Celeste Hutchings,
On Becoming, Brooklyn NY, 2020,
Self-Portrait Series 1/6, 
24.1 x 33cm (9.5 x 13 in).

On Becoming

I've shaved my head a few times. 

I've done it mostly when I've been ready to change my mind about something fundamental in my belief system: When I've been ready to start again.

I took this self-portrait when I graduated from University. 

The pearls are a gift from my Mom. She gave them to me when I moved to New York and started my studies.

So, I adorned my head with them to signal that I accomplished what I had set out to do – all the while being very aware of my state of becoming.




Celeste Hutchings,
Moonchild, Toronto ON, 2021,
Self-Portrait Series 2/6, 
24.1 x 33cm (9.5 x 13 in).


When I've been most lost, I've found a lot of comfort in the Moon, in her symbolism and wisdom. Thinking about life and creativity as cyclical, like the Moon, has been deeply regenerative for me

I took this self-portrait when I finally moved back to Toronto after 5 years in New York.

I was in a waiting period. 

I was learning to feel safe. 

I was learning to slow down. 

I was learning about my rhythms and what it means to create in a way that sustains well-being.

At the time, I wore these Moonstone earrings often as a reminder to follow my intuition and to connect deeply with myself.




Celeste Hutchings,
28º Pisces, Toronto ON, 2022,
Self-Portrait Series 3/6, 
24.1 x 33cm (9.5 x 13 in).


28º of Pisces

On March 18th 2022, I became a UK citizenthat's when I like to celebrate my birthday. :) 

It had been 2 years of officially waiting and 24 years of not believing it would be possible.

It was a time for holding on to realistic optimism. For understanding that time waiting is not time lost, rather it is time grounded.

When I took this self-portrait, I was in the process of forming a solid sense of identity. A sense of self that had the right to grow and exist independently, simply for my own pleasure.




Celeste Hutchings,
Sober, London UK, 2023,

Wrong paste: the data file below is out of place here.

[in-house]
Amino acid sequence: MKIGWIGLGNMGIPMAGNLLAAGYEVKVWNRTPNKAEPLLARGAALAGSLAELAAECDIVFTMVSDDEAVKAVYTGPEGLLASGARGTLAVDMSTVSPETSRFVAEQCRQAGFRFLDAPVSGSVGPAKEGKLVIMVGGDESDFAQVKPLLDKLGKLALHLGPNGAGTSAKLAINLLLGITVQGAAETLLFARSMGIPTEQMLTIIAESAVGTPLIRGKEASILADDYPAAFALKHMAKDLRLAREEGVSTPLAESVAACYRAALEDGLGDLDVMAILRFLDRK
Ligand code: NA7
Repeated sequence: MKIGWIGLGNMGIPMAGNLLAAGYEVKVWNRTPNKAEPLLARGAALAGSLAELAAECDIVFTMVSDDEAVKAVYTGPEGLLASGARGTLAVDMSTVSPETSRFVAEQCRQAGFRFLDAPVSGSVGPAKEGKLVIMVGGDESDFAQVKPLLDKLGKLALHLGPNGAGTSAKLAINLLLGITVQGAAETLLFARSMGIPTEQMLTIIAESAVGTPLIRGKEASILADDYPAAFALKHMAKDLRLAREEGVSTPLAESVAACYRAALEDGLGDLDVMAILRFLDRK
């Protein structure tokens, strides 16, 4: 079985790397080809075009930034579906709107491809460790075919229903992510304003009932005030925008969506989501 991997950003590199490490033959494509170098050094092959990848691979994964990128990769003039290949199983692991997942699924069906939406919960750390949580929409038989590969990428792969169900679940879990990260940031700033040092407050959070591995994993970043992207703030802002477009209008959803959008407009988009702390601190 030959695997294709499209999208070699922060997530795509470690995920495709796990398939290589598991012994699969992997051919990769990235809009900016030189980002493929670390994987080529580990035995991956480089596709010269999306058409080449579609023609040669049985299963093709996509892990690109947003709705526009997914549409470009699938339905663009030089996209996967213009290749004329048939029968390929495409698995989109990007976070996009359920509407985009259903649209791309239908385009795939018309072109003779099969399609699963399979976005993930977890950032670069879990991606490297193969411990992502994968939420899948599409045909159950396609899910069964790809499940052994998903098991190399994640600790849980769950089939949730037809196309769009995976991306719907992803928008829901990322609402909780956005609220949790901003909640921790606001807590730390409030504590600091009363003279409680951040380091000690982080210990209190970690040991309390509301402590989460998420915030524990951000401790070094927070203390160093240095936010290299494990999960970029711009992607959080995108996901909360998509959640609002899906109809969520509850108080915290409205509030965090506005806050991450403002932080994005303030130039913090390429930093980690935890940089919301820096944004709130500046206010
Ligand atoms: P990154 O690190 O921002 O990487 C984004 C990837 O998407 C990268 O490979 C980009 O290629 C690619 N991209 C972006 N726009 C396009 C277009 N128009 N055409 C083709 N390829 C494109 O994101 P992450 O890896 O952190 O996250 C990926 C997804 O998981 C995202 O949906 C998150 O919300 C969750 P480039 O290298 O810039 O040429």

Self-Portrait Series 4/6, 
24.1 x 33cm (9.5 x 13 in).



I'd grown up in an environment where addiction and neglect were the norm. One where co-dependence was essential and quietly baring it with grace was acceptable.

Being sober for me has meant more than prioritising my mental health and well-being over substances, it has meant being honest about how I would engage in addictive dynamics in my relationships. 

When I took this self-portrait I finally decided to stop waiting for someone else to be a part of my life in order to live creatively. I decided to be creative for myself, everyday for the rest of my life.

Satisfaction has been my greatest salve for addiction.




Celeste Hutchings,
Calm, London UK, 2023,
Self-Portrait Series 5/6, 
24.1 x 33cm (9.5 x 13 in).



In 2023, I got my first professional commission from Cunard through Double Decker.

It was a moment of peace. One where I knew wholeheartedly that I was capable and thrilled to do what I love to do – paint.

Sometimes, as a creative person. Who am I kidding!?

A lot of the time, as a creative person, you have to believe that you will get to a point where you will be able to provide for yourself and live a liveable life from your talents.

That it is not too much to ask.

That it is right and it can be done.

Truthfully, I am still in the process of making this a consistent reality in my life. But this commission was a moment where I felt affirmed in my knowing that it is possible.

And I will continue to work in and out of the studio until my belief is my reality.




Celeste Hutchings,
Natasha Thirlwell, Manhattan NY, 2018,
Self-Portrait Series 6/6, 
24.1 x 33cm (9.5 x 13 in).


Natasha Thirlwell

Up until I was 22, I was known as Natasha Thirlwell.

When my Dad passed away a year prior, I chose to stay home alone in New York over my Winter break.

I bought him white roses. I let them dry over weeks of crying, making art, going for walks, and taking baths. 

When I returned to school for the following Spring semester, I hand-stitched the rose petals to a bustier and took this self-portrait.

This was the first time I let other people see how I was feeling. I didn't give context, I just let them see.

There was something about letting myself be seen, that got me curious about my entire self-concept and the disconnect that existed between who I let people experience and how I felt.

When the following Winter came around, I decided to become Celeste Hutchings and work on being how I feel everyday.